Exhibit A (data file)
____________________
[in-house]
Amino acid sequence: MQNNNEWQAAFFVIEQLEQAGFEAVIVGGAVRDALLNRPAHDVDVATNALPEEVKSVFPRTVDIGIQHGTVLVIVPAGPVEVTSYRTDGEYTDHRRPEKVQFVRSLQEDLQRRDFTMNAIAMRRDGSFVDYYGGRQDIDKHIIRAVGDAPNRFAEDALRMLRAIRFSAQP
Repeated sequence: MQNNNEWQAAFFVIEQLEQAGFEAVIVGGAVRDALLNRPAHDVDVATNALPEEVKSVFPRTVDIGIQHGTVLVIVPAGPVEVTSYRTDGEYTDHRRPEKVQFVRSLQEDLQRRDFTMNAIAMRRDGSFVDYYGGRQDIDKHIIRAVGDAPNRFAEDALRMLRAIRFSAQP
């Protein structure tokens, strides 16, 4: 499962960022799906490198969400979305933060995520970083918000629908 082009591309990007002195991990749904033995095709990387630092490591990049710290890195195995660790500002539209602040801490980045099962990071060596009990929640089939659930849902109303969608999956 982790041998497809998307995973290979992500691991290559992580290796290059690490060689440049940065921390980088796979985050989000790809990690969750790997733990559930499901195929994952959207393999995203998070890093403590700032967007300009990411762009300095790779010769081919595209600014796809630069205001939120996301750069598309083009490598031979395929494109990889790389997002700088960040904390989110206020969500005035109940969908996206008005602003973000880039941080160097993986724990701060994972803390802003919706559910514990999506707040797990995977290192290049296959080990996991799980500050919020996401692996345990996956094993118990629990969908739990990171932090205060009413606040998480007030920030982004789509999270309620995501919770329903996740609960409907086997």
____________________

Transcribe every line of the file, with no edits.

[in-house]
Amino acid sequence: MQNNNEWQAAFFVIEQLEQAGFEAVIVGGAVRDALLNRPAHDVDVATNALPEEVKSVFPRTVDIGIQHGTVLVIVPAGPVEVTSYRTDGEYTDHRRPEKVQFVRSLQEDLQRRDFTMNAIAMRRDGSFVDYYGGRQDIDKHIIRAVGDAPNRFAEDALRMLRAIRFSAQP
Repeated sequence: MQNNNEWQAAFFVIEQLEQAGFEAVIVGGAVRDALLNRPAHDVDVATNALPEEVKSVFPRTVDIGIQHGTVLVIVPAGPVEVTSYRTDGEYTDHRRPEKVQFVRSLQEDLQRRDFTMNAIAMRRDGSFVDYYGGRQDIDKHIIRAVGDAPNRFAEDALRMLRAIRFSAQP
């Protein structure tokens, strides 16, 4: 499962960022799906490198969400979305933060995520970083918000629908 082009591309990007002195991990749904033995095709990387630092490591990049710290890195195995660790500002539209602040801490980045099962990071060596009990929640089939659930849902109303969608999956 982790041998497809998307995973290979992500691991290559992580290796290059690490060689440049940065921390980088796979985050989000790809990690969750790997733990559930499901195929994952959207393999995203998070890093403590700032967007300009990411762009300095790779010769081919595209600014796809630069205001939120996301750069598309083009490598031979395929494109990889790389997002700088960040904390989110206020969500005035109940969908996206008005602003973000880039941080160097993986724990701060994972803390802003919706559910514990999506707040797990995977290192290049296959080990996991799980500050919020996401692996345990996956094993118990629990969908739990990171932090205060009413606040998480007030920030982004789509999270309620995501919770329903996740609960409907086997």